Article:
A Prince of an Idea: End Canada’s Ties to Monarchy

Canadians should be grateful to Prince Andrew. His allegedly reprehensible behaviour and disastrous interview invite Canadians to consider our ties to the monarchy. It’s time to cut them.

The severance would not be a radical act but the final step in our long stroll to sovereignty. It began with Queen Victoria signing the British North America Act. It was a baby step with Britain still controlling all that mattered. But we kept walking.

The first steps involved saying no. When the empire became embroiled in South Africa, we were asked to send troops but said no; allowing only volunteers. When a subsequent Turkish spat led to another request for troops we said no altogether. When asked to bolster the British navy we said no and built our own. Later, we signed the Halibut Treaty with the United States and said no to the necessity of Britain’s co-signature.

We then started not just rejecting requests but demanding respect. The 1931 Statute of Westminster declared that Britain could no longer make or disallow our laws. In 1949 we said that our Supreme Court and not Britain’s Judicial Committee of the Privy Council was our court of last resort. Two years later, the prime minister appointed our first Canadian-born governor-general. Our head of state would never again be another left-over lord.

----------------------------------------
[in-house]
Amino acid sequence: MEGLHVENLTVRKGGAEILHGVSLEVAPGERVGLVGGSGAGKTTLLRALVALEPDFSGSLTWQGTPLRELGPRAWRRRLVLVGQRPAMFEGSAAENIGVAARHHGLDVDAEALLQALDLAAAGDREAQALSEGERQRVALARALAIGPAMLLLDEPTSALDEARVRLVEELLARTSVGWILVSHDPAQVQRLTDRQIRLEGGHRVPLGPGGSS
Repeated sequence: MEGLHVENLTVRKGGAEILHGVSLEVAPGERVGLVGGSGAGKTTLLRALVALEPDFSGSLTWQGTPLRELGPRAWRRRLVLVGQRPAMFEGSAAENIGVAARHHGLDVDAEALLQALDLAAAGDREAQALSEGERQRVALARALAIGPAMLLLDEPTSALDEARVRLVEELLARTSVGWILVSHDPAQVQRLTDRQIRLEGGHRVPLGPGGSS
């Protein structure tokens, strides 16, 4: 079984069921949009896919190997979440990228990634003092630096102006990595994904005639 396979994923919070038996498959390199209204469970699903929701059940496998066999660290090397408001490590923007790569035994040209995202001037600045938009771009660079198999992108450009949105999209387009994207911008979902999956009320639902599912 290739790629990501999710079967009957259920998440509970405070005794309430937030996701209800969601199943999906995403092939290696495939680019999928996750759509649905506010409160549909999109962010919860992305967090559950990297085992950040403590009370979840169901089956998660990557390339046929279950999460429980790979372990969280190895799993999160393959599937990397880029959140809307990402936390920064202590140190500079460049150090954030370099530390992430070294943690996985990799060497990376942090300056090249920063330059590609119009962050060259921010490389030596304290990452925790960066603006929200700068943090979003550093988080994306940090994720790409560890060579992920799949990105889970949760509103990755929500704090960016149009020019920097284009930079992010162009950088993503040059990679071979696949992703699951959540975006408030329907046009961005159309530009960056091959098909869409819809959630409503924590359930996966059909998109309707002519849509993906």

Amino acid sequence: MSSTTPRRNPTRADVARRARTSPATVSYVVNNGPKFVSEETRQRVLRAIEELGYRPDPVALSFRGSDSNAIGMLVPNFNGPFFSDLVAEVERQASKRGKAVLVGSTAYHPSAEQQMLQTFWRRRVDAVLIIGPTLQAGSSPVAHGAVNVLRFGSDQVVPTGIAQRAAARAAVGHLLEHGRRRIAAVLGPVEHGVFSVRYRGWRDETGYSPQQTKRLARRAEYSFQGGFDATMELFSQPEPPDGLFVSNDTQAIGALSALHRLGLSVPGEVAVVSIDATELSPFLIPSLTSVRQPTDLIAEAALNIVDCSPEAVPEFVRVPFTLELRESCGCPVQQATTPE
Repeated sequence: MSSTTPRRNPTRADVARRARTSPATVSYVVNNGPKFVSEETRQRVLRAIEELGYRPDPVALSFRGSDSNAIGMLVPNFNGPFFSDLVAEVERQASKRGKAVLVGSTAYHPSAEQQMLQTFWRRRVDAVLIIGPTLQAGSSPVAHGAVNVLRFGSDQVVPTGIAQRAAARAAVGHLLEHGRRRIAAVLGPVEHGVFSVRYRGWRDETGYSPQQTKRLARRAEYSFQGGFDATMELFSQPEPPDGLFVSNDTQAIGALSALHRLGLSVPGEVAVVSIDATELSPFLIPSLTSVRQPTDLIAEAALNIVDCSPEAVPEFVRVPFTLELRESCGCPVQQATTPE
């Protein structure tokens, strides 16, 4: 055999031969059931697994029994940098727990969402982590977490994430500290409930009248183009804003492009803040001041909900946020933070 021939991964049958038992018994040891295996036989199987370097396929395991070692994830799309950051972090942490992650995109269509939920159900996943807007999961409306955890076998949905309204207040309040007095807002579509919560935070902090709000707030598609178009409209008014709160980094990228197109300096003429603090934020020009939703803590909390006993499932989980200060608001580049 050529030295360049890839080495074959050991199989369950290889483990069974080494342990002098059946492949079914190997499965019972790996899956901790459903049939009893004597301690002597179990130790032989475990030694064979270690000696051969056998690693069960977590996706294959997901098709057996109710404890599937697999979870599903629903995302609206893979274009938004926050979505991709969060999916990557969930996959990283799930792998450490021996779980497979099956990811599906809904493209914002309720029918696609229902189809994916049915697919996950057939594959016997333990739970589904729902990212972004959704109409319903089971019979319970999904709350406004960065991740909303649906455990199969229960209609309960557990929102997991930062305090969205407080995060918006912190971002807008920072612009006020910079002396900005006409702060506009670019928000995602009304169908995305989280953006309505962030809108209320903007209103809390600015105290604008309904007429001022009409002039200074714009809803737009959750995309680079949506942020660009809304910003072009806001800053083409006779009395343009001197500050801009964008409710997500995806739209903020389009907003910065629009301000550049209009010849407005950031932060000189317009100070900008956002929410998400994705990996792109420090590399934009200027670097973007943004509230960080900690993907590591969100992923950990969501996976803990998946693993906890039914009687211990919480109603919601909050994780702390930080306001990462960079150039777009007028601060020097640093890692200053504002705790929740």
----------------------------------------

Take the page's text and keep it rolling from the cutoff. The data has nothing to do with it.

Prince of an Idea

(Prince Andrew Duke of York – photo: BBC)

Lester Pearson turned Canada’s back on Britain when he sided with the United States in the Suez Crisis, again when we integrated our continental defense, and yet again when we replaced the Union Jack with a distinctive new flag. We began singing Oh Canada instead of God Save the Queen.  A giant leap came with the 1982 patriation of our Constitution and now, nearly forty years later, our stroll has only one step left.

That step would have us confess that titular power is a sham; that we and not the Crown owns our public land, and that in a mature democracy, it has no place in our courts or on our money.  In a nod to fiscal responsibility, we could end the Governor General’s $289,000 salary and all the other attendant costs that exceed $50 million a year. We could sell or repurpose the Royal housing across Canada, beginning with bulldozing the shamble on Sussex and moving the prime minister into Rideau Hall. Our new democracy could dispense with most of the Governor General’s ceremonial duties and leave the rest to a deputy prime minister; a person elected and not selected.

Our last step to independence would necessitate a constitutional conference. Embrace it. Let’s ape our founders and ensure that delegates are the leaders of our federal, provincial, and territorial governments and their opposition leaders. Indigenous representatives must be at the table. Let the conference begin by declaring a republic and then addressing the claims of Quebec’s Bloc and the prairie’s Wexit.

Let us welcome Prince Andrew’s invitation, seize the moment, and engage in a serious national conversation.